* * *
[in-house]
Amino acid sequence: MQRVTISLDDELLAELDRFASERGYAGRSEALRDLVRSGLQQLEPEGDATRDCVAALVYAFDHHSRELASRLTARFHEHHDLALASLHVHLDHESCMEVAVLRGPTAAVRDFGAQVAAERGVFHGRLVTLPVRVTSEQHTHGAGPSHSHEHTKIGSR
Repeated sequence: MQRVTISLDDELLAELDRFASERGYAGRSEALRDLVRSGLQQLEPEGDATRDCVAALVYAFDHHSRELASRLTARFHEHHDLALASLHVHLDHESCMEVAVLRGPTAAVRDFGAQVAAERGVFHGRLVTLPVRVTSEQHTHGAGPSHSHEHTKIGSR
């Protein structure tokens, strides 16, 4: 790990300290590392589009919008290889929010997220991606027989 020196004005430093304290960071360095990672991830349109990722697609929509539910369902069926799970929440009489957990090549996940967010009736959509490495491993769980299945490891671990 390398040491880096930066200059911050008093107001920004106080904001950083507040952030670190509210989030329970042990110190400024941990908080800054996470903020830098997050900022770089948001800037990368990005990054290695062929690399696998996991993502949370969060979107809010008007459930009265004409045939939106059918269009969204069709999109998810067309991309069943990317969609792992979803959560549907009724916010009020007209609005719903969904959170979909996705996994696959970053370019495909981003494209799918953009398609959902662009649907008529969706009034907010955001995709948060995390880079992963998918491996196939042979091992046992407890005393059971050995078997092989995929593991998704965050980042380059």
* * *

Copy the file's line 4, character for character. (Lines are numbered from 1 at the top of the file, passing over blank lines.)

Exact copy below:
């Protein structure tokens, strides 16, 4: 790990300290590392589009919008290889929010997220991606027989 020196004005430093304290960071360095990672991830349109990722697609929509539910369902069926799970929440009489957990090549996940967010009736959509490495491993769980299945490891671990 390398040491880096930066200059911050008093107001920004106080904001950083507040952030670190509210989030329970042990110190400024941990908080800054996470903020830098997050900022770089948001800037990368990005990054290695062929690399696998996991993502949370969060979107809010008007459930009265004409045939939106059918269009969204069709999109998810067309991309069943990317969609792992979803959560549907009724916010009020007209609005719903969904959170979909996705996994696959970053370019495909981003494209799918953009398609959902662009649907008529969706009034907010955001995709948060995390880079992963998918491996196939042979091992046992407890005393059971050995078997092989995929593991998704965050980042380059």